How should you approach the stock market? What are you basing your financial decisions on?
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What’s the best approach to the market? If you think you’re picking a “good stock” what does that really mean? And how can you make a good choice? On today’s podcast, Don shares the academic approach to the market as well as a number of comparisons of how this can look in everyday life.
There’s a saying that goes, “Nothing is good or bad until you compare it to something else.” Are you comparing your investments to other investments? How does the housing market and the value it holds relate to what’s happening in the stock market?
What are your chances of beating the market with individual stocks? While there are always outliers to the rule, generally, it’s rare. Do you want to be constantly watching the stock market all day long? Whereas, if you own an index fund and you diversify, rebalance, maintain patience and discipline, then you can do other things with your life. Instead of picking individual stocks, likely you’ll have a better life and do better in the market.
Are you basing your plan on last year or the last five years? The academic approach to uncovering trends is not five years but 20, 40, 80 years. Are you instead relying on recency bias when making financial decisions? What happens if something goes awry?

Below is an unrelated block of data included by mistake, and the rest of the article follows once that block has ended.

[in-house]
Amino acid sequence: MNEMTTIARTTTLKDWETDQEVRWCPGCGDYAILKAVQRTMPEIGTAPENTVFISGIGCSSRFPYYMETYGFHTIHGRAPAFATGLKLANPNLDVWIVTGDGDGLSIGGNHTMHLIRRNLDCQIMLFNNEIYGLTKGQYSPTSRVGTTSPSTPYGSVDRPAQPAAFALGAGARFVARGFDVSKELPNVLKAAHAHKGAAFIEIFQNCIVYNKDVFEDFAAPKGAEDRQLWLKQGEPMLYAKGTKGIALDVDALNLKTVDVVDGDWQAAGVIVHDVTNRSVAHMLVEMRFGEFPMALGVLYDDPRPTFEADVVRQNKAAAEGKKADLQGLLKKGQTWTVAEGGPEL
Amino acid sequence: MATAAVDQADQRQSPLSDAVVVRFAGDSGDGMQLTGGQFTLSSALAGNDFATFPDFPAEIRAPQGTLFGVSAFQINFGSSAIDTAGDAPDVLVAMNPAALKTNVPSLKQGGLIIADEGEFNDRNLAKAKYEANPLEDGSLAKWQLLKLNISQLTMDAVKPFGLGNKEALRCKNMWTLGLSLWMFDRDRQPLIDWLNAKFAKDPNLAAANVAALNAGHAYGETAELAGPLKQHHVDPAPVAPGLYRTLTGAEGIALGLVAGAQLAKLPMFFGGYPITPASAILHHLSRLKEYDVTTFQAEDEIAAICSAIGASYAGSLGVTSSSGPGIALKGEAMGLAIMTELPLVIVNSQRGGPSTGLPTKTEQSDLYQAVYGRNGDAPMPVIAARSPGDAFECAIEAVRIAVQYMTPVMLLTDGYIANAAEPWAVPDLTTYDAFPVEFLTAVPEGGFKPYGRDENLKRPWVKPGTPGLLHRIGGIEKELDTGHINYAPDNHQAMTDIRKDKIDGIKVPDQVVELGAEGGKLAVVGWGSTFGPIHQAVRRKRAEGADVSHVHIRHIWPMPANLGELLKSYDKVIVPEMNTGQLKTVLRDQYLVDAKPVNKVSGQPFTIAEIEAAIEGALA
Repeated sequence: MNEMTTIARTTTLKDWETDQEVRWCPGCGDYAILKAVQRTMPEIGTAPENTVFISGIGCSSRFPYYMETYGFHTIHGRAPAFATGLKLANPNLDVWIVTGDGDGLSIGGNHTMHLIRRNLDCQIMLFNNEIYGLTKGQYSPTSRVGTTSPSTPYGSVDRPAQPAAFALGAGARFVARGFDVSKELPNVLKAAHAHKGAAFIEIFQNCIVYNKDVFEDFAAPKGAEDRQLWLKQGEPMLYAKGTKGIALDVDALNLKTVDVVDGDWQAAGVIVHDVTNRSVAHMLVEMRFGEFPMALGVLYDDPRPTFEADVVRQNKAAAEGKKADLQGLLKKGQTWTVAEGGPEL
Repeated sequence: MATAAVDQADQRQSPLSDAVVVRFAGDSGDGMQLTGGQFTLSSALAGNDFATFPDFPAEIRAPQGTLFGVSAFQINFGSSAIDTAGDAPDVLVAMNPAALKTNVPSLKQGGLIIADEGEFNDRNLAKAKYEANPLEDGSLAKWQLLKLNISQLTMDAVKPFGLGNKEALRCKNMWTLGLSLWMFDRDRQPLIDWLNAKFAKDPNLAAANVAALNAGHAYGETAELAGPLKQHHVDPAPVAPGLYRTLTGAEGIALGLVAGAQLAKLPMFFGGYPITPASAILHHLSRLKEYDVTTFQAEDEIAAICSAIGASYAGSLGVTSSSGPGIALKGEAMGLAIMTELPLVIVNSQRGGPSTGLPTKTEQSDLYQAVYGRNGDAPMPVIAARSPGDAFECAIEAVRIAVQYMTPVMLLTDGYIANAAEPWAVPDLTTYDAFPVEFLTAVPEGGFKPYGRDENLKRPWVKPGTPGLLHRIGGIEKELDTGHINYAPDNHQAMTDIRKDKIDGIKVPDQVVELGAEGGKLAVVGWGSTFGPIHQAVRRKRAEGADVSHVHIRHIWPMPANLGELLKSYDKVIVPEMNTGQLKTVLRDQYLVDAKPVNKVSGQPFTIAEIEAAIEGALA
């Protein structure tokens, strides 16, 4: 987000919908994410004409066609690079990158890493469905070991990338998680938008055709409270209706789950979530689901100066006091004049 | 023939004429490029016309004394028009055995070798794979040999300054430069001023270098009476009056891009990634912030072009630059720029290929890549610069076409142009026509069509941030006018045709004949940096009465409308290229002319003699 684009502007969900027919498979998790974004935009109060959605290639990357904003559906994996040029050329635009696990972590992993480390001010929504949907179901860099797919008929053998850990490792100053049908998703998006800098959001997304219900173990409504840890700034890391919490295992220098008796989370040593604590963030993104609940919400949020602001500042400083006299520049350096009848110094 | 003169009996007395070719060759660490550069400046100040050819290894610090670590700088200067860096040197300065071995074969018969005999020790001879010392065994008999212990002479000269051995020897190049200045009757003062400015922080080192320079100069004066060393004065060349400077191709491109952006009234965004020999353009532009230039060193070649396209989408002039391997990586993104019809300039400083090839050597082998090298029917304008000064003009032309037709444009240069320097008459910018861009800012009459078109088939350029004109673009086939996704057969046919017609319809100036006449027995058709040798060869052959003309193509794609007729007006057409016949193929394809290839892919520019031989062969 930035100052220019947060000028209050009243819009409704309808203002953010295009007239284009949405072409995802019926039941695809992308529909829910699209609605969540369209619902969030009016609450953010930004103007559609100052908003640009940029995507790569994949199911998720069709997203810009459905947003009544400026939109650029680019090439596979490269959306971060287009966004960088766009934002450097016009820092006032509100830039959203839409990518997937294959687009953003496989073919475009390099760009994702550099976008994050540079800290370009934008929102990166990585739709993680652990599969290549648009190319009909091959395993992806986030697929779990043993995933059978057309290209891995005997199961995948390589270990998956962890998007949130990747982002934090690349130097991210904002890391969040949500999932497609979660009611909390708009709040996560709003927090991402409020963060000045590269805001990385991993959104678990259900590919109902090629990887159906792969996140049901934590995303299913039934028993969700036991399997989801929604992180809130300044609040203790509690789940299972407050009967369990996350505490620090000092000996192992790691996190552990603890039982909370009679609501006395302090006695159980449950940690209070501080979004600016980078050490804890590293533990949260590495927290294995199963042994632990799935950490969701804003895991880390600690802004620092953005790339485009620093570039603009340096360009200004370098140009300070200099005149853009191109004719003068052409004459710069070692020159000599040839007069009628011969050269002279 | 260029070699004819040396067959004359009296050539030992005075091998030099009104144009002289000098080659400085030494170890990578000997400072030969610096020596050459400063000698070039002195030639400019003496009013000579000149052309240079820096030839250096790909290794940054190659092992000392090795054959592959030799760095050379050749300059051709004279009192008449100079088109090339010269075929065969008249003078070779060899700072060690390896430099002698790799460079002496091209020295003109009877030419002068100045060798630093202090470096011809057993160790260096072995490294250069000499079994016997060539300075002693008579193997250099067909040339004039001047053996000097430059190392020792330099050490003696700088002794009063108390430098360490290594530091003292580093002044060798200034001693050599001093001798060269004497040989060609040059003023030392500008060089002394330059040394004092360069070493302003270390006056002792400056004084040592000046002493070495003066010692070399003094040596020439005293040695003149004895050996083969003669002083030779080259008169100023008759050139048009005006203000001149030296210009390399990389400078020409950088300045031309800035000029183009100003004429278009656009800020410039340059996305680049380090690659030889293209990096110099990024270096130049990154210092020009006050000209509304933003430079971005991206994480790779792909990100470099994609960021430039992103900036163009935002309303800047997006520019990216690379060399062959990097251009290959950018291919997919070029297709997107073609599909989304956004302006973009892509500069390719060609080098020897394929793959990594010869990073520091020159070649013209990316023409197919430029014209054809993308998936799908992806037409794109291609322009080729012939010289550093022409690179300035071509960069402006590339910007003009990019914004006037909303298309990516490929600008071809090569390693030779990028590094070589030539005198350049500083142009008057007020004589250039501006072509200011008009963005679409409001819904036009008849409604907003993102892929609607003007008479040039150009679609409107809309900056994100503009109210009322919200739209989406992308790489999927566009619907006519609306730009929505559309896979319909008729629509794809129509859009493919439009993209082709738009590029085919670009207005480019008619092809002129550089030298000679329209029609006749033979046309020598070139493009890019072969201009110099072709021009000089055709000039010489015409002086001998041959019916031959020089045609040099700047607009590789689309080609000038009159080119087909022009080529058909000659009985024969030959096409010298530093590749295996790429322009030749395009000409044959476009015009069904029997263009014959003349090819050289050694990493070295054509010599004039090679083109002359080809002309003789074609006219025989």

Remember, retirement planning is more than just investing in stocks. Having a financial plan that will prepare and provide for your retirement is key. Do you have a plan that suits your needs and goals?
Listen to the entire episode or click on the timestamps below to skip ahead to a particular segment.
1:43 – Winter weather presses on.
2:26 – What’s the latest college “resource”?
4:49 – Is buying “good stocks” still a speculation?
7:07 – What’s the academic approach to the market?
12:35 – How likely are you to beat the market?
16:32 – What does Don think about the economy?
18:34 – What is recency bias?
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Donald W. Cash – CPA, CFP® is an independent advisor. Don began his career in 1985 as an accountant after graduating Rutgers University. In 1990 he entered the field of Estate Planning with a concentration in long term care planning. Don has been advising clients in the baby boomer and retirement market for 20 years. He has helped over 1,000 families with their planning needs. He advocates a holistic approach to Estate and Financial Planning as has relationships with other professionals including Attorneys, CPA’s, Mortgage Specialists, Insurance Specialists and Asset Managers. Don is married to Cathy and have 4 children, Carly, DJ, Nick and Tori. They live in Freehold, NJ.